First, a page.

Are surcharges coming back to travel?



The eyes and sympathies of the world rest with the people of Ukraine. Yet the disaster that Vladimir Putin has perpetrated will have repercussions across the world and in our daily lives.

As I write, the price of Brent crude oil – a good proxy for the cost of aviation fuel – is sitting at $115 (£87) per barrel. That is its highest level since 2014, and is exactly 50 per cent higher than the cost at the start of 2022, just nine weeks ago.

“In the ‘good old days’, whenever there was an oil crisis, the airlines added fuel surcharges,” reminisces reader Ian S. “Any sign of that being reintroduced?”

Fuel is one of the key costs of aviation, of course – and the higher the price of oil, the bigger a proportion it represents of airlines’ bills. Many airlines are partially “hedged” (ie hold contracts to buy their fuel needs at a specific price). But hedging itself is a cost, and most carriers are at least partly exposed to the spike in the oil price caused by Russia’s murderous invasion of Ukraine.

After two years of severe pain caused to the aviation industry by the coronavirus pandemic, the uncontrolled, soaring price of one of its key costs will set back its recovery still further. The spike will also push up the general level of air fares, and stifle expansion in capacity.

Yet that does not translate to your turning up at Heathrow or Manchester and being asked to hand over a £20 note before you are allowed onboard.

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In modern times I am unaware of carriers going after passengers who have paid in full and asking for more cash (although occasionally unscrupulous travel agents have tried to do so).

What British Airways and Virgin Atlantic have done in the past – notably in 2007-08, when the price of oil surged – is announce fuel surcharges on new bookings.

For most passengers, this has no particular significance: airlines are required to quote fares inclusive of fees, taxes and surcharges. You don’t see fares to, say, New York suddenly rising by £50. On most routes, competition decides the fare, and if airline X imposes a sudden hike, however well justified, we passengers will go with carrier Y.

The travelers who are particularly susceptible to fuel surcharges are frequent flyers redeeming points for “free” flights. They are expected to pay not just government taxes, such as air passenger duty and airport fees, but also a “carrier-imposed surcharge”. Currently on British Airways that amounts to £105 for a one-way flight to the US. It may increase soon.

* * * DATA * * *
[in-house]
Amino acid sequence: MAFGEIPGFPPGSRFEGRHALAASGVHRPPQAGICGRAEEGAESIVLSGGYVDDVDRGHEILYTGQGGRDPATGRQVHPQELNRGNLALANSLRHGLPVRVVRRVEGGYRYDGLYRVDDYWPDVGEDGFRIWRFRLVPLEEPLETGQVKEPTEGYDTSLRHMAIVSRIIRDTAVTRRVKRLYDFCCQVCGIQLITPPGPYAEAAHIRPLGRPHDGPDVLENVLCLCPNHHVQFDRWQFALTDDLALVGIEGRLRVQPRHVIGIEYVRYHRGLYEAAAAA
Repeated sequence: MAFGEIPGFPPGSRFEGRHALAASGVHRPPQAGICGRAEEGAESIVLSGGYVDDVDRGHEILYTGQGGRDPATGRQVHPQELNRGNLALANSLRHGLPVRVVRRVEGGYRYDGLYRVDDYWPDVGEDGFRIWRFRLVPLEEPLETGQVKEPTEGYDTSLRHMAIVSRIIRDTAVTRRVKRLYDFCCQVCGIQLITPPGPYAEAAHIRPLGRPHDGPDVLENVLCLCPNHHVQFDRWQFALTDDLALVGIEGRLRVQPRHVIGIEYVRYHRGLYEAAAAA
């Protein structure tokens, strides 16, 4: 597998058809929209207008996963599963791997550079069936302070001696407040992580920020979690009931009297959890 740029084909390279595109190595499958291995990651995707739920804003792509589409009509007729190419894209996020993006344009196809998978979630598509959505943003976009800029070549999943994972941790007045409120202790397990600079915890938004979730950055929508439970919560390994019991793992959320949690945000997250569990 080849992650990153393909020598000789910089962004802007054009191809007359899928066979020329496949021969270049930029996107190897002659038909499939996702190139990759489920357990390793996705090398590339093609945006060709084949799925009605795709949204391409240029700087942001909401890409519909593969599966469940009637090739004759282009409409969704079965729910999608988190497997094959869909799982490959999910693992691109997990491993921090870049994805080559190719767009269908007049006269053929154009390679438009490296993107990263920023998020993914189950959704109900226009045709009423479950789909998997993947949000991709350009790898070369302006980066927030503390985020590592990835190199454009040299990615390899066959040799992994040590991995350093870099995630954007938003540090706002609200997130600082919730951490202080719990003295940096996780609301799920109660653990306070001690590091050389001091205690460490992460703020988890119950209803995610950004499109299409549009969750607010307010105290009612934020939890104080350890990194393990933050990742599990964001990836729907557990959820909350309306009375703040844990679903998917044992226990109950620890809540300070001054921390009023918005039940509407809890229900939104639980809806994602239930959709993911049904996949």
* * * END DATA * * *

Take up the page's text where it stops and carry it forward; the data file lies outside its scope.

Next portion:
These carrier-imposed surcharges diminish the difference between frequent-flyer reward flights and ordinary commercial fares – making loyalty schemes rather less appealing, and effectively devaluing the accrued miles.

For the rest of us, if the price of oil remains high or increases further, fares are likely to rise. But that won’t be because airline X or Y has a specific fuel surcharge: it will be because airlines keep a lid on supply, pushing up prices in order to make their operations viable.

Finally, if you have booked a package holiday, there is some chance the tour operator may come after you for some extra cash. They are allowed to do so, if they can demonstrate that their costs have risen sharply. Which, in these dark days, should not be difficult.

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The law is strict, though: increases of below 2 per cent must be absorbed by the travel provider, and for anything above 8 per cent, they must offer the option to cancel for a full refund instead. Most surcharges tend to be exactly 8 per cent, predictably enough.

If only we could predict events in southeast Europe with such certainty.


www.independent.co.uk

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George Holan

George Holan is chief editor at Plainsmen Post and has articles published in many notable publications in the last decade.

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